Monitoring the virus load can predict the emergence of drug-resistant hepatitis B virus strains in renal transplantation patients during lamivudine therapy

J Infect Dis. 2000 Jun;181(6):2063-6. doi: 10.1086/315519. Epub 2000 May 23.


The development of resistant hepatitis B virus (HBV) strains during lamivudine treatment has been described repeatedly. To investigate whether the development of such resistant HBV strains can be predicted in an early phase of therapy, the HBV loads of 11 renal transplantation patients were screened at 3-month intervals by a quantitative HBV polymerase chain reaction (PCR) assay. Lamivudine resistance was detected by sequence analysis. Five patients developed resistance to lamivudine in the 12-15-month follow-up period. In all of them, a virus load of 1x103 HBV DNA copies still was detectable after 3 months of therapy. This was statistically significantly different from those patients who did not develop lamivudine resistance within the observation period, all of whom had no HBV DNA detectable after 3 months of treatment (P=.0022). Thus, virus load testing by use of a sensitive PCR assay allows the early prediction of the emergence of lamivudine-resistant HBV strains.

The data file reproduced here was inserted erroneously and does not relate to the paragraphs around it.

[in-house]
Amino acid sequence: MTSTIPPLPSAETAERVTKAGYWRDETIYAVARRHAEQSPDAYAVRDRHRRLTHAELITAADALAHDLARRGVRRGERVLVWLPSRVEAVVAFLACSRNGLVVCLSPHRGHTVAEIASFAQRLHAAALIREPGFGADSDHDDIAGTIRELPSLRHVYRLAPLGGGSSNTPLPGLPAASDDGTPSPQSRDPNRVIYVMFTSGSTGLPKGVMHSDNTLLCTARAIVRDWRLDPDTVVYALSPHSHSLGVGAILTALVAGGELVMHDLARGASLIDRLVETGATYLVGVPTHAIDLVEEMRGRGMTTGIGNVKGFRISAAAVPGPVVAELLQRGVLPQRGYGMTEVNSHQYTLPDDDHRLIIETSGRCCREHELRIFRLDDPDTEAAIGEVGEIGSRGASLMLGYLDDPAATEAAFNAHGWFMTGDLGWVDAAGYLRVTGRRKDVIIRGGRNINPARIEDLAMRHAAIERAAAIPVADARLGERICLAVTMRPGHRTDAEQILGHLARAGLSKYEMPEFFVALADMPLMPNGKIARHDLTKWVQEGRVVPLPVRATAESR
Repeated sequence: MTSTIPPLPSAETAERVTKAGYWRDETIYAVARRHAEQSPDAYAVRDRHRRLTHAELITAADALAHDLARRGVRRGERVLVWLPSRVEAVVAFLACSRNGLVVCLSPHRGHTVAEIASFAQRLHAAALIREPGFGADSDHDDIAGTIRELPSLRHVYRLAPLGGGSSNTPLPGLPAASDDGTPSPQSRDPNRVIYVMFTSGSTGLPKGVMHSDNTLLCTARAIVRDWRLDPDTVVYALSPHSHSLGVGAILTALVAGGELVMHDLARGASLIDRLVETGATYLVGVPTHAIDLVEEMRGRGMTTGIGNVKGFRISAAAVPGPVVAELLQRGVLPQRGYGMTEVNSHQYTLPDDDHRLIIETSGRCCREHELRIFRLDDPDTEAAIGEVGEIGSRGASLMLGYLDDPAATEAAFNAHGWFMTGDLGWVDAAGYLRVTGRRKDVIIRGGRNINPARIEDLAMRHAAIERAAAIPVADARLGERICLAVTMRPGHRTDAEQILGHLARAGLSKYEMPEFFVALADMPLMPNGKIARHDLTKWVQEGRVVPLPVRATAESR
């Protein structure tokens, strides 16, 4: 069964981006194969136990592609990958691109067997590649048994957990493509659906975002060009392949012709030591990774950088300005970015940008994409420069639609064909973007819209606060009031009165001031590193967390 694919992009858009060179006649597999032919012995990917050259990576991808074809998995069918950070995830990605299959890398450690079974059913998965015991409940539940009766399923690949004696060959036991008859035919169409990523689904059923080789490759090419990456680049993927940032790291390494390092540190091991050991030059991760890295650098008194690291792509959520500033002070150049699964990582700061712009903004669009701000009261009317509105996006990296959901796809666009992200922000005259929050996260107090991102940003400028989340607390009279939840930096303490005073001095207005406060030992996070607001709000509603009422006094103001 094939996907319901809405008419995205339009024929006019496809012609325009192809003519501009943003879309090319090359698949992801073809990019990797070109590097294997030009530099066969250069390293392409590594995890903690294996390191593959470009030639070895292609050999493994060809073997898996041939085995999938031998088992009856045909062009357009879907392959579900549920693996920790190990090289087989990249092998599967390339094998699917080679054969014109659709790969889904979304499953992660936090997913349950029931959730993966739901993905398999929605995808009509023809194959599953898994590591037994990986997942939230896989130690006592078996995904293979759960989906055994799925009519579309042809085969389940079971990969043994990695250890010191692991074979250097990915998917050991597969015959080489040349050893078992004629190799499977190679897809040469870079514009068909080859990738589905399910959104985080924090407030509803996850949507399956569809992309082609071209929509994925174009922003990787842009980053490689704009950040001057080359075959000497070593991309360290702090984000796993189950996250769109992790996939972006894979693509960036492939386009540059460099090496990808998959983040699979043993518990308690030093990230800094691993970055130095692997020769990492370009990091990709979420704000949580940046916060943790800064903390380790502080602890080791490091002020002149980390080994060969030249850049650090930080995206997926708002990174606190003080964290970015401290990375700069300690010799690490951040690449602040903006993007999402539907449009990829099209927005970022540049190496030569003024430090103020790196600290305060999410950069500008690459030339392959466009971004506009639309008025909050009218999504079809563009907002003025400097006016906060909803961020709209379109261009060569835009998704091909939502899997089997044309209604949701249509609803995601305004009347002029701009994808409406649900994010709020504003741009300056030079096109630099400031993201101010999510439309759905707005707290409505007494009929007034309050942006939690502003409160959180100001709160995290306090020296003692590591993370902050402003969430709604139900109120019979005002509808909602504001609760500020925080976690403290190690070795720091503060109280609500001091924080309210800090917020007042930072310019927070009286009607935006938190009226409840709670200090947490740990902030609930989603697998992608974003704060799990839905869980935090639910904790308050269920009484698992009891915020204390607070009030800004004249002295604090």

MeSH terms

  • Adult
  • Aged
  • Antiviral Agents / therapeutic use*
  • DNA, Viral / blood*
  • Drug Resistance
  • Female
  • Hepatitis B virus / drug effects*
  • Hepatitis B virus / isolation & purification
  • Humans
  • Kidney Transplantation / adverse effects*
  • Lamivudine / therapeutic use*
  • Male
  • Middle Aged
  • Polymerase Chain Reaction


  • Antiviral Agents
  • DNA, Viral
  • Lamivudine